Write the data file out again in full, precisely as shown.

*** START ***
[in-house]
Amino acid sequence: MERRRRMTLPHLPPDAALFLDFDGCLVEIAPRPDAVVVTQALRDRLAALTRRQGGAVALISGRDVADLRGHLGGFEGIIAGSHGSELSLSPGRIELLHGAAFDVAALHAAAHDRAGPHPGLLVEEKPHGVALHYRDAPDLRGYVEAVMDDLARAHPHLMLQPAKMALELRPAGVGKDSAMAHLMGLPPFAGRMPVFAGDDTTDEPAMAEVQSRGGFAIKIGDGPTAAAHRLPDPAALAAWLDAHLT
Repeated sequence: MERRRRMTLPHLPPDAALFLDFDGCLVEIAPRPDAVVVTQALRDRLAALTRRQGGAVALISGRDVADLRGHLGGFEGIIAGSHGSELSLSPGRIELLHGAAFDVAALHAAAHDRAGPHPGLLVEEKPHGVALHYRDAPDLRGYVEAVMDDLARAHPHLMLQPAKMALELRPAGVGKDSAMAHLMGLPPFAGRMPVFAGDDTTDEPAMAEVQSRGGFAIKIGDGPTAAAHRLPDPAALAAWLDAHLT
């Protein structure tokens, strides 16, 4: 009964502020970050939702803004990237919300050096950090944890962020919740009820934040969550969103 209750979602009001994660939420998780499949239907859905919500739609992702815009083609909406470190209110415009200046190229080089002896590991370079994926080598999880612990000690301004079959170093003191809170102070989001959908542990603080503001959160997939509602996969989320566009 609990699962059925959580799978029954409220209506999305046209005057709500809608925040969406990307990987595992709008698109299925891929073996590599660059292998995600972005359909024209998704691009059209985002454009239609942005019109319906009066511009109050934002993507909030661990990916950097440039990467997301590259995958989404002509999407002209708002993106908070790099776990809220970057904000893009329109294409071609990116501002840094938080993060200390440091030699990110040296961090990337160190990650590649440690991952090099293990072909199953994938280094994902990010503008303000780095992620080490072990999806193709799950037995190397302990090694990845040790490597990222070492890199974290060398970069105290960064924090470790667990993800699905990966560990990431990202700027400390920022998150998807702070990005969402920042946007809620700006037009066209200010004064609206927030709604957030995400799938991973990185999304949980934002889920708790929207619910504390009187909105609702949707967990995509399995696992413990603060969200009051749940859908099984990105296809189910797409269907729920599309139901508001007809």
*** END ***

[in-house]
Amino acid sequence: MERRRRMTLPHLPPDAALFLDFDGCLVEIAPRPDAVVVTQALRDRLAALTRRQGGAVALISGRDVADLRGHLGGFEGIIAGSHGSELSLSPGRIELLHGAAFDVAALHAAAHDRAGPHPGLLVEEKPHGVALHYRDAPDLRGYVEAVMDDLARAHPHLMLQPAKMALELRPAGVGKDSAMAHLMGLPPFAGRMPVFAGDDTTDEPAMAEVQSRGGFAIKIGDGPTAAAHRLPDPAALAAWLDAHLT
Repeated sequence: MERRRRMTLPHLPPDAALFLDFDGCLVEIAPRPDAVVVTQALRDRLAALTRRQGGAVALISGRDVADLRGHLGGFEGIIAGSHGSELSLSPGRIELLHGAAFDVAALHAAAHDRAGPHPGLLVEEKPHGVALHYRDAPDLRGYVEAVMDDLARAHPHLMLQPAKMALELRPAGVGKDSAMAHLMGLPPFAGRMPVFAGDDTTDEPAMAEVQSRGGFAIKIGDGPTAAAHRLPDPAALAAWLDAHLT
């Protein structure tokens, strides 16, 4: 009964502020970050939702803004990237919300050096950090944890962020919740009820934040969550969103 209750979602009001994660939420998780499949239907859905919500739609992702815009083609909406470190209110415009200046190229080089002896590991370079994926080598999880612990000690301004079959170093003191809170102070989001959908542990603080503001959160997939509602996969989320566009 609990699962059925959580799978029954409220209506999305046209005057709500809608925040969406990307990987595992709008698109299925891929073996590599660059292998995600972005359909024209998704691009059209985002454009239609942005019109319906009066511009109050934002993507909030661990990916950097440039990467997301590259995958989404002509999407002209708002993106908070790099776990809220970057904000893009329109294409071609990116501002840094938080993060200390440091030699990110040296961090990337160190990650590649440690991952090099293990072909199953994938280094994902990010503008303000780095992620080490072990999806193709799950037995190397302990090694990845040790490597990222070492890199974290060398970069105290960064924090470790667990993800699905990966560990990431990202700027400390920022998150998807702070990005969402920042946007809620700006037009066209200010004064609206927030709604957030995400799938991973990185999304949980934002889920708790929207619910504390009187909105609702949707967990995509399995696992413990603060969200009051749940859908099984990105296809189910797409269907729920599309139901508001007809």